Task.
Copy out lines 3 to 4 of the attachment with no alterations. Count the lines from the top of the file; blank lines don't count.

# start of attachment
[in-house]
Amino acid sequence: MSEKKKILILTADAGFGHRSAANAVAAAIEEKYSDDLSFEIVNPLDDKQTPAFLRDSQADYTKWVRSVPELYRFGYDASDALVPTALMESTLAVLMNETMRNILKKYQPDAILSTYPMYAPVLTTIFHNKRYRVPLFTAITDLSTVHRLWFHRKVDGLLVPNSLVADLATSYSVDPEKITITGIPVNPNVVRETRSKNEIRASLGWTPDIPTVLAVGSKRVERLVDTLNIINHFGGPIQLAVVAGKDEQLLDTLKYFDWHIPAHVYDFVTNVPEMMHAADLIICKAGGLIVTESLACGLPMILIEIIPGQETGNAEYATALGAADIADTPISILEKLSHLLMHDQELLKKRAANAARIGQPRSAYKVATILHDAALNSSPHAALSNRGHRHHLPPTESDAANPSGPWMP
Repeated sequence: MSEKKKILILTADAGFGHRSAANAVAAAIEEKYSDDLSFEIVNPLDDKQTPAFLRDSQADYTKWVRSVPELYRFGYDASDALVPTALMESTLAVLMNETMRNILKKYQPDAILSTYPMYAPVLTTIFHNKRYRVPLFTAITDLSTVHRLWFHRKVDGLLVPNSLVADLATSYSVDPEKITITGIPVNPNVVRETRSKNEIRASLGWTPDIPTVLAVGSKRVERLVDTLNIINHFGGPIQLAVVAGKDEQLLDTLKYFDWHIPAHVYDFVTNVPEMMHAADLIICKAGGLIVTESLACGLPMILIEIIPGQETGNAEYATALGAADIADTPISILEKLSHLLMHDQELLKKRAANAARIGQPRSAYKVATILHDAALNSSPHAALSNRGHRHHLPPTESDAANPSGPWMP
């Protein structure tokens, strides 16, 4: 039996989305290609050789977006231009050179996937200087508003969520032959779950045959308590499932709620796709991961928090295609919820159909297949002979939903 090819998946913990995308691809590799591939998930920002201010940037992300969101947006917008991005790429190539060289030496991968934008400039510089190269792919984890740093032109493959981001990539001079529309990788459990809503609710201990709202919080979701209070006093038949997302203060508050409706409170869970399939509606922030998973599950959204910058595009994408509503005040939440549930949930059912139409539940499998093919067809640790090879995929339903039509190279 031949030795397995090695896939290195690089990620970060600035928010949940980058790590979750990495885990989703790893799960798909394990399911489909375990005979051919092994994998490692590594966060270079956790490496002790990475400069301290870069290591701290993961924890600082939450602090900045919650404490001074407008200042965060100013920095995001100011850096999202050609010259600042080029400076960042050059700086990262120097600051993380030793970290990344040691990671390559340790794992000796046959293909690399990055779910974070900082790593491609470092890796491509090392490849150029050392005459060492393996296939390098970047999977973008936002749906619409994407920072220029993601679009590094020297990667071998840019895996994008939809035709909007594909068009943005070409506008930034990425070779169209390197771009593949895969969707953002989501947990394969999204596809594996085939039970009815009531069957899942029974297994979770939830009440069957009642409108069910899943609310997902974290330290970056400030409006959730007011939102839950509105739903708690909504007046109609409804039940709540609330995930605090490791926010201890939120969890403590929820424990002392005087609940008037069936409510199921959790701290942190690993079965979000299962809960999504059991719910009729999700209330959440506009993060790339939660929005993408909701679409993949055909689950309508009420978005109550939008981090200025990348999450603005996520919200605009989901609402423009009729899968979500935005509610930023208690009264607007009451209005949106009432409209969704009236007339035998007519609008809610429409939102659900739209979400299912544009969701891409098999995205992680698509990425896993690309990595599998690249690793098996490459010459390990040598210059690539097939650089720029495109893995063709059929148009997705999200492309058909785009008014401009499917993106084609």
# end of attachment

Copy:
Repeated sequence: MSEKKKILILTADAGFGHRSAANAVAAAIEEKYSDDLSFEIVNPLDDKQTPAFLRDSQADYTKWVRSVPELYRFGYDASDALVPTALMESTLAVLMNETMRNILKKYQPDAILSTYPMYAPVLTTIFHNKRYRVPLFTAITDLSTVHRLWFHRKVDGLLVPNSLVADLATSYSVDPEKITITGIPVNPNVVRETRSKNEIRASLGWTPDIPTVLAVGSKRVERLVDTLNIINHFGGPIQLAVVAGKDEQLLDTLKYFDWHIPAHVYDFVTNVPEMMHAADLIICKAGGLIVTESLACGLPMILIEIIPGQETGNAEYATALGAADIADTPISILEKLSHLLMHDQELLKKRAANAARIGQPRSAYKVATILHDAALNSSPHAALSNRGHRHHLPPTESDAANPSGPWMP
């Protein structure tokens, strides 16, 4: 039996989305290609050789977006231009050179996937200087508003969520032959779950045959308590499932709620796709991961928090295609919820159909297949002979939903 090819998946913990995308691809590799591939998930920002201010940037992300969101947006917008991005790429190539060289030496991968934008400039510089190269792919984890740093032109493959981001990539001079529309990788459990809503609710201990709202919080979701209070006093038949997302203060508050409706409170869970399939509606922030998973599950959204910058595009994408509503005040939440549930949930059912139409539940499998093919067809640790090879995929339903039509190279 031949030795397995090695896939290195690089990620970060600035928010949940980058790590979750990495885990989703790893799960798909394990399911489909375990005979051919092994994998490692590594966060270079956790490496002790990475400069301290870069290591701290993961924890600082939450602090900045919650404490001074407008200042965060100013920095995001100011850096999202050609010259600042080029400076960042050059700086990262120097600051993380030793970290990344040691990671390559340790794992000796046959293909690399990055779910974070900082790593491609470092890796491509090392490849150029050392005459060492393996296939390098970047999977973008936002749906619409994407920072220029993601679009590094020297990667071998840019895996994008939809035709909007594909068009943005070409506008930034990425070779169209390197771009593949895969969707953002989501947990394969999204596809594996085939039970009815009531069957899942029974297994979770939830009440069957009642409108069910899943609310997902974290330290970056400030409006959730007011939102839950509105739903708690909504007046109609409804039940709540609330995930605090490791926010201890939120969890403590929820424990002392005087609940008037069936409510199921959790701290942190690993079965979000299962809960999504059991719910009729999700209330959440506009993060790339939660929005993408909701679409993949055909689950309508009420978005109550939008981090200025990348999450603005996520919200605009989901609402423009009729899968979500935005509610930023208690009264607007009451209005949106009432409209969704009236007339035998007519609008809610429409939102659900739209979400299912544009969701891409098999995205992680698509990425896993690309990595599998690249690793098996490459010459390990040598210059690539097939650089720029495109893995063709059929148009997705999200492309058909785009008014401009499917993106084609």